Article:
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Old 24th March 2009, 04:33 PM   #1
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Default oval cutouts

So I'm staring at my circle jig and an oval driver and thinking hmnn....
Any good methods for routing oval cutouts?

Help appreciated.

-MrKramer
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Old 24th March 2009, 04:43 PM   #2
soongsc is offline soongsc  Taiwan
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The distance from any point on an oval to the two focal points will add up a constant value.
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Old 24th March 2009, 05:19 PM   #3
sreten is offline sreten  United Kingdom
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Hi,

Or in other words if you put a loop around two spaced nails and
then go in a circular motion with a pencil you will get an oval.

/sreten.
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Old 24th March 2009, 05:25 PM   #4
indymwt is offline indymwt  United States
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Default oval cutouts

rockler sells an ellipse jig and there are serveral diy on the web.

in between clients or i would post some links search ellipse router jig and you should find several

Mark
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Old 24th March 2009, 07:57 PM   #5
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Default Re: oval cutouts

Quote:
Originally posted by mrkramer
So I'm staring at my circle jig and an oval driver and thinking hmnn....
Any good methods for routing oval cutouts?

Help appreciated.

-MrKramer
If you don't have a router table make one. A moderate sized piece of your favorite sheet good drilled out for your router mounting pattern and to clear the bit will do; do what you need to to affix it to saw horses, a workmate, garbage can, etc. Less than 2x2' would do for small pieces.

Trace the driver outline on a piece of scrap 3/4" MDF. Cut the outside over-sized by no more than 1/8" with your jigsaw. Cut out the center to clear the driver surround. Affix the wood to the driver with double-sided carpet tape. Cover the driver with cardboard or something if it has an exposed magnetic gap as on a dome tweeter. Trim with a flush-trim bit in your router table to make a male pattern. Feed the work into the cutting edge.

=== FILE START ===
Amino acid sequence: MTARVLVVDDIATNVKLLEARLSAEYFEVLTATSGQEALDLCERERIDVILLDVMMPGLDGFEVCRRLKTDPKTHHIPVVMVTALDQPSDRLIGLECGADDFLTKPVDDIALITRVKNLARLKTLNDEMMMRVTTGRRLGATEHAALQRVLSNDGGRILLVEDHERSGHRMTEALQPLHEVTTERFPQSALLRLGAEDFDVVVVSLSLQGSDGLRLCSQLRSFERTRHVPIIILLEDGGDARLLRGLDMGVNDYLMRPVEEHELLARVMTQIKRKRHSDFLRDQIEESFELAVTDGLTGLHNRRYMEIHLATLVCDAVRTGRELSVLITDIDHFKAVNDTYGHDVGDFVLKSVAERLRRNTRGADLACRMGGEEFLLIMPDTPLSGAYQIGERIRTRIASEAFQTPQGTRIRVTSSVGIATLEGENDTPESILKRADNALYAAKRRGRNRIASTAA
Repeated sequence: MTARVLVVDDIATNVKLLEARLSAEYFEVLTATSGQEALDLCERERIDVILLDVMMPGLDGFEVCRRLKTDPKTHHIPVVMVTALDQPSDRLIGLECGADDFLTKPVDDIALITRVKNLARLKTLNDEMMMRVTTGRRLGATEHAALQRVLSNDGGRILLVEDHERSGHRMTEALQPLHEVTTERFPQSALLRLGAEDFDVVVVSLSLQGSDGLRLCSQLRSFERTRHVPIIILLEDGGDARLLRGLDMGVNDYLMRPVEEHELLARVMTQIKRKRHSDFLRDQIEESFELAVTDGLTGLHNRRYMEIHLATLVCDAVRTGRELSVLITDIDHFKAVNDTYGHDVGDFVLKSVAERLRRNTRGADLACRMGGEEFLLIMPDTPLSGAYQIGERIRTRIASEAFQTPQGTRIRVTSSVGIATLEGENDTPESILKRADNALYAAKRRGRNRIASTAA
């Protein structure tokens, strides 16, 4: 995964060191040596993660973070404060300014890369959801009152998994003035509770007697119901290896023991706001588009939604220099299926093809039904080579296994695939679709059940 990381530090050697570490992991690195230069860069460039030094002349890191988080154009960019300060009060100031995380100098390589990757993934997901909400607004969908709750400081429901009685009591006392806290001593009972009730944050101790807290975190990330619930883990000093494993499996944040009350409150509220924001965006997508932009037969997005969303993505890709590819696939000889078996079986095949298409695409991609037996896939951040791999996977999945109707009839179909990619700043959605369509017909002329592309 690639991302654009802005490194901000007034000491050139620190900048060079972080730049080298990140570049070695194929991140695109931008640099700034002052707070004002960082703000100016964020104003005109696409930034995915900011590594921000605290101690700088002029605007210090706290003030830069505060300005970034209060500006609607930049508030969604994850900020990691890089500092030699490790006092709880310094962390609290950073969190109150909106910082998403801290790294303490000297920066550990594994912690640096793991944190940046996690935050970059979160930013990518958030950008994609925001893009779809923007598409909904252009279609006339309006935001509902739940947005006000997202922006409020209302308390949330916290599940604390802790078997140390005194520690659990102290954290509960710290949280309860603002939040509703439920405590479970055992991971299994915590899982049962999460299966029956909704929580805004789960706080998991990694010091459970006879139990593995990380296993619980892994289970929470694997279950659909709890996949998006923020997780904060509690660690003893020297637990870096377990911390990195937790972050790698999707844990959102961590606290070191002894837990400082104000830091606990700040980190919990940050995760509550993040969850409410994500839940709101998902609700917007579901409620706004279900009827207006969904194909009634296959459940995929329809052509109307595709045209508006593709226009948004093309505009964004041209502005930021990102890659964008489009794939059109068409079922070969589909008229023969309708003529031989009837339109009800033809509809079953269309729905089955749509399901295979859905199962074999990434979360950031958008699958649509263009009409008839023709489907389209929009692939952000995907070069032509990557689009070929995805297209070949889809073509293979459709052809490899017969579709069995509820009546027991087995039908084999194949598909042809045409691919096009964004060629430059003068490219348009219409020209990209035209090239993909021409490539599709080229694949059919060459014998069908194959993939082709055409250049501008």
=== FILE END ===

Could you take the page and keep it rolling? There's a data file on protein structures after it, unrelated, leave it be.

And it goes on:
Affix the male pattern to a larger piece of scrap that will be big enough to support the router base to make a female pattern using a guide bushing. You may need additional pieces of scrap to support the router.

You'll need to either attach both the waste piece of the female pattern and outside to a sacrificial work surface, or don't cut all the way through. You can leave a thin scrap connecting the pieces and cut it with a jig saw and then use your router + bearing guided bit (top or bottom) to remove the excess.

Make progressively deeper passes and plunge while moving if you're not using a spiral bit.

Use a guide big enough to provide clearance; for instance 7/16" with a 1/4" bit. The resulting female template will be over-sized by the bit diameter plus the difference in radiuses between bit and guide OD.

When using the female template you need to undo the offset from the bit and move inward two bit diameters, so add that to the original bushing size. Starting with a 1/4" bit and 7/16" OD bushing you'd move to a 15/16" OD bushing. Lee Valley sells a 7/16" ID, 15/16" OD brass bushing for this purpose which will let you use the same setup for female template + product and guarantee the errors due to router bushing + bit concentricity errors cancel out when you maintain the same router orientation for cutting your production parts and female template. You want to move the router clockwise around the pattern so it pulls itself into the edge.

The limits here are that the smallest radius on your recess can't be less than that of the guide bushing you use to cut the final product.

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Old 24th March 2009, 08:41 PM   #6
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An oval and an ellipse are not the same (at least in my mind). An ellipse is how people describe it here, the distance to the two focal points is always constant. I always thing about an oval as two semicircles with straight lines between them. If it in fact is an oval you want to make it should be straightforward to route out two circles with a certain distance between them and then set up a simple guide to do the straight cuts.
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Old 24th March 2009, 08:56 PM   #7
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Oval is a pretty broad term. Remember it came from ovum or "egg shaped".

Yes an ellipse is a type of oval. What you are describing is not an oval but for the life of me, I can't remember the name for it. I thought it was epitrochoidal but that's not it. It's the shape of a running track. I'll see if I can dig it up.
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Old 24th March 2009, 09:01 PM   #8
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Old 24th March 2009, 09:02 PM   #9
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I stand corrected on the definition of an oval I think my definition came from how we used the term in Norway, when I lived there. Maybe the OP could specify what kind of shape we are dealing with here?
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Old 24th March 2009, 09:04 PM   #10
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If the driver is round, it's likely to be truncated or pincushion.
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